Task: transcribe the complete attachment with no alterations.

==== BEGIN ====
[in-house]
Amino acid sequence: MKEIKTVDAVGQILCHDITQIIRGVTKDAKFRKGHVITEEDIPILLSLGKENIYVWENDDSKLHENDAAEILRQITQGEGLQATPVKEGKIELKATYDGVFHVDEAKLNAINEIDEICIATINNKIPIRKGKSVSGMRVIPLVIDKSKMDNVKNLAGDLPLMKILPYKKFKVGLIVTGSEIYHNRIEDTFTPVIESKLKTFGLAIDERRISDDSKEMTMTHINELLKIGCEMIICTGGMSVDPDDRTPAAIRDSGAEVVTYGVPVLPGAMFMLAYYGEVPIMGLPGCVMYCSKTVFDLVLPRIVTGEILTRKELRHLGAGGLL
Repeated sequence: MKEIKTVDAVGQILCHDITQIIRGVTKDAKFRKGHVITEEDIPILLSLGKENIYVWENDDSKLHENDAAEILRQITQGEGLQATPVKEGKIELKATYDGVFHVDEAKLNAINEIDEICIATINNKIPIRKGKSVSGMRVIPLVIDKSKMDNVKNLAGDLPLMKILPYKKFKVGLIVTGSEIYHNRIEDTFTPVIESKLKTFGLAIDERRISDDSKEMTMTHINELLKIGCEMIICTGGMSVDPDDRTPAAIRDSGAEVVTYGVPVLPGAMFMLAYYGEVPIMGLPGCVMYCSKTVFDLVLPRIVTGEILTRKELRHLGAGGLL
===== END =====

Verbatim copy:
[in-house]
Amino acid sequence: MKEIKTVDAVGQILCHDITQIIRGVTKDAKFRKGHVITEEDIPILLSLGKENIYVWENDDSKLHENDAAEILRQITQGEGLQATPVKEGKIELKATYDGVFHVDEAKLNAINEIDEICIATINNKIPIRKGKSVSGMRVIPLVIDKSKMDNVKNLAGDLPLMKILPYKKFKVGLIVTGSEIYHNRIEDTFTPVIESKLKTFGLAIDERRISDDSKEMTMTHINELLKIGCEMIICTGGMSVDPDDRTPAAIRDSGAEVVTYGVPVLPGAMFMLAYYGEVPIMGLPGCVMYCSKTVFDLVLPRIVTGEILTRKELRHLGAGGLL
Repeated sequence: MKEIKTVDAVGQILCHDITQIIRGVTKDAKFRKGHVITEEDIPILLSLGKENIYVWENDDSKLHENDAAEILRQITQGEGLQATPVKEGKIELKATYDGVFHVDEAKLNAINEIDEICIATINNKIPIRKGKSVSGMRVIPLVIDKSKMDNVKNLAGDLPLMKILPYKKFKVGLIVTGSEIYHNRIEDTFTPVIESKLKTFGLAIDERRISDDSKEMTMTHINELLKIGCEMIICTGGMSVDPDDRTPAAIRDSGAEVVTYGVPVLPGAMFMLAYYGEVPIMGLPGCVMYCSKTVFDLVLPRIVTGEILTRKELRHLGAGGLL